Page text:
December 25, 2020 (MLN): Pakistan’s fiscal deficit during July-October, FY2021 stood at 1.7% of GDP (Rs 753 billion) against 1.4% of GDP (Rs 564 billion) in the comparable period of last year.
While primary balance has posted a surplus of Rs 178 billion (0.4% of GDP) during July-October, FY2021 against the surplus of Rs 130 billion (0.3%of GDP) in the same period of FY2020. In terms of growth, the primary surplus has recorded a historical increase of 37% during the period mentioned above.
The Economic Adviser’s Wing of the Ministry of Finance in its Monthly Economic Update & Outlook (MEUO) released on Thursday said that despite the challenges, fiscal performance is encouraging, especially on the revenues side as during July- October, FY21 net federal revenues grew by 11.2% to reach at Rs 1026 billion against Rs 923 billion in the same period of FY20.
Furthermore, it is also highlighted that despite a fast-tracking of refunds, FBR tax collection has increased as it surpassed the target of Rs 1669 billion by Rs 19 billion during the first five months of FY21. The net collection grew by 4% to Rs 1688 billion during July-November, FY21 against Rs 1623 billion in the comparable period of last year.
“With the current pace of tax collection, FBR is likely to achieve its tax collection target for the first half of the current fiscal year,” the report further said.
In its monthly Economic Outlook report, the Ministry of Finance also said that Pakistan’s economy is currently recovering from two consecutive crises, the first is in the form of macroeconomic imbalance that compelled necessary macroeconomic adjustments to correct the accumulation of unsustainable external BOP deficits and the second one is COVID-19 pandemic.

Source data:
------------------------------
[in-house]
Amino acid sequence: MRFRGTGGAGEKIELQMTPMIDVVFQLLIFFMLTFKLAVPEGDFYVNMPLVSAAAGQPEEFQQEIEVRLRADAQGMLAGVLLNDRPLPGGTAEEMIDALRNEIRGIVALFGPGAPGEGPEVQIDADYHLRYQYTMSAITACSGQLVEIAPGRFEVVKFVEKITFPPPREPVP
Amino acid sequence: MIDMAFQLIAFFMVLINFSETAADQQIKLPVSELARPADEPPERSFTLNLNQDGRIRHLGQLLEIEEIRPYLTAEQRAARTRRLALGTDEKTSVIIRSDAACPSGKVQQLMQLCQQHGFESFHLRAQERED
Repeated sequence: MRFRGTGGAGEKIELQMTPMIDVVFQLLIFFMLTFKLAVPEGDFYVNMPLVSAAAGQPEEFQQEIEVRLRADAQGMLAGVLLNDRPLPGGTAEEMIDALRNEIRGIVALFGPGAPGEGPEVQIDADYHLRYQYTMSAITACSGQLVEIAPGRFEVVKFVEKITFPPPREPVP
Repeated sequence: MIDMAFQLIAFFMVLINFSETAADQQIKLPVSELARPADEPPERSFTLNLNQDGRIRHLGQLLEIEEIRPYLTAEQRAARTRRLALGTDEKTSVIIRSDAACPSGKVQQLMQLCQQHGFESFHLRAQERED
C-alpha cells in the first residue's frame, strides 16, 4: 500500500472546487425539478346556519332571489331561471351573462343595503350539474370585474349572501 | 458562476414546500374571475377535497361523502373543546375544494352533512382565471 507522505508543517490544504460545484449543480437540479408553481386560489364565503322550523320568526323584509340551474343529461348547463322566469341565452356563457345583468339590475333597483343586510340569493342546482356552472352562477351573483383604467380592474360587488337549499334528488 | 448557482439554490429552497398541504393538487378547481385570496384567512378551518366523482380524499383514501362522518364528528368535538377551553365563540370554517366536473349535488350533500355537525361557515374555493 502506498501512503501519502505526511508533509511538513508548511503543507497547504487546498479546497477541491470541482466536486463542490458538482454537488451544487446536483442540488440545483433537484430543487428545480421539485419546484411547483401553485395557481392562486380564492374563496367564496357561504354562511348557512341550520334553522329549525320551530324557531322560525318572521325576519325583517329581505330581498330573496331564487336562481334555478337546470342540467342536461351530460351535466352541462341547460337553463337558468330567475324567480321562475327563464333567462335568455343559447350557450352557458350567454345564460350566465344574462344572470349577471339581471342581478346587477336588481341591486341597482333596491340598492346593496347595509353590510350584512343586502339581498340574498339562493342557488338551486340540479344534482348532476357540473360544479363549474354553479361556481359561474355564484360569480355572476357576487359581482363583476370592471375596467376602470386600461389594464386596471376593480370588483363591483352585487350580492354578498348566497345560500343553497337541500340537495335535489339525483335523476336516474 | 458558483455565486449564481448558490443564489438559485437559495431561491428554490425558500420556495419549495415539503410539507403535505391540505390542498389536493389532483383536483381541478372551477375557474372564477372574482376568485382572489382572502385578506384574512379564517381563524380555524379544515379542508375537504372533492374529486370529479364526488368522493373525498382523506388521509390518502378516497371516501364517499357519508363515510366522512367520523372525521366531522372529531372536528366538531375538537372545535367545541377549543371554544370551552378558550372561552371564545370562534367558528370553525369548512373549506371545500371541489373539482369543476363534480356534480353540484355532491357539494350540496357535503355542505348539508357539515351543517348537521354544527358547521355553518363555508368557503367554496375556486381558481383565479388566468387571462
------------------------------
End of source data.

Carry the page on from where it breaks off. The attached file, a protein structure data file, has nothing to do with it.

The recovery from both of these shocks is underway and promises strong growth in the current Fiscal Year, however, the recently observed resurgence of new waves of infections worldwide and also in Pakistan could affect continued economic recovery as halting activities in services could slowdown economic performance, the report highlighted.
It further noted that the effects on the economic outlook will depend on the intensity of the pandemic and duration of restrictions. “But specific well-designed government policies both domestically as well as in Pakistan’s trading partners may soften the economic burden of these necessary restrictions,” the report added.
It is also expected that the agriculture sector during FY21 will outdo the growth target of 2.8% on the back of improved production of sugarcane and rice compared to FY20 due to timely measures adopted by the government.
“On the basis of input availability and better weather forecast, the prospects for growth in agriculture are very encouraging,” the report mentioned.
This is supported by recent Suparco’s estimates about better performance of crops in Kharif season. For rabi season 2020-21, wheat crop sowing is in progress and is expected to be in time as compared to the previous year mainly due to timely termination of cotton and rice crops.
On the external front, the current account posted a surplus of $1.6 billion (1.4% of GDP) during July-November FY21 against a deficit of $1.7 billion last year (-1.6% of GDP). Contractions in import payments for both goods and services were the primary factors.
This coupled with healthy growth in workers’ remittances resulted in a surplus of current account as remittance inflows keeping its trend seen in previous months and are expected to remain at a high level and will continue to compensate for the trade balance deficit in the first half of the current FY, the report cited.
With regards to the industrial sector, which is most exposed to external conditions, has been posting positive YoY growth in every month since July 2020 as the industrial activity has now again fully recovered from the downfall following the preceding balance of payment crises, the report said.
The necessary adjustments to curb unsustainable external deficits had depressed LSM in 2019. However, in recent months LSM is now also on its way to recover from the COVID-19 crises that caused industrial output to fall significantly in March and April this year, the report said.
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